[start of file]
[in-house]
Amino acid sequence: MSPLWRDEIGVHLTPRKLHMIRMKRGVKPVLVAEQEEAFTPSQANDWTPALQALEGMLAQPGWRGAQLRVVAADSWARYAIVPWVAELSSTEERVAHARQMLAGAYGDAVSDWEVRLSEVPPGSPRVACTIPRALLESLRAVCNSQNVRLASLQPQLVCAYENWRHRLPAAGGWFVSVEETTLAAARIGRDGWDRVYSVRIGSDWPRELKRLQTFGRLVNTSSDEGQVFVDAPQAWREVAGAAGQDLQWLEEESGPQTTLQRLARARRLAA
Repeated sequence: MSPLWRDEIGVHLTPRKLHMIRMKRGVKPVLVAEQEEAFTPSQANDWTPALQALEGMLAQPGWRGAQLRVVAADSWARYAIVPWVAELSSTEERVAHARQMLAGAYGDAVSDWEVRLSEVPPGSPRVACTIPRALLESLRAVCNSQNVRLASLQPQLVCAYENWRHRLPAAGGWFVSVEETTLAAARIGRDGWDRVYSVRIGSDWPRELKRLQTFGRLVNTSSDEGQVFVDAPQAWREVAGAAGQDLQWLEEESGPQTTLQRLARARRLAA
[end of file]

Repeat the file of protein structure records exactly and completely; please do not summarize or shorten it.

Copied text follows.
[in-house]
Amino acid sequence: MSPLWRDEIGVHLTPRKLHMIRMKRGVKPVLVAEQEEAFTPSQANDWTPALQALEGMLAQPGWRGAQLRVVAADSWARYAIVPWVAELSSTEERVAHARQMLAGAYGDAVSDWEVRLSEVPPGSPRVACTIPRALLESLRAVCNSQNVRLASLQPQLVCAYENWRHRLPAAGGWFVSVEETTLAAARIGRDGWDRVYSVRIGSDWPRELKRLQTFGRLVNTSSDEGQVFVDAPQAWREVAGAAGQDLQWLEEESGPQTTLQRLARARRLAA
Repeated sequence: MSPLWRDEIGVHLTPRKLHMIRMKRGVKPVLVAEQEEAFTPSQANDWTPALQALEGMLAQPGWRGAQLRVVAADSWARYAIVPWVAELSSTEERVAHARQMLAGAYGDAVSDWEVRLSEVPPGSPRVACTIPRALLESLRAVCNSQNVRLASLQPQLVCAYENWRHRLPAAGGWFVSVEETTLAAARIGRDGWDRVYSVRIGSDWPRELKRLQTFGRLVNTSSDEGQVFVDAPQAWREVAGAAGQDLQWLEEESGPQTTLQRLARARRLAA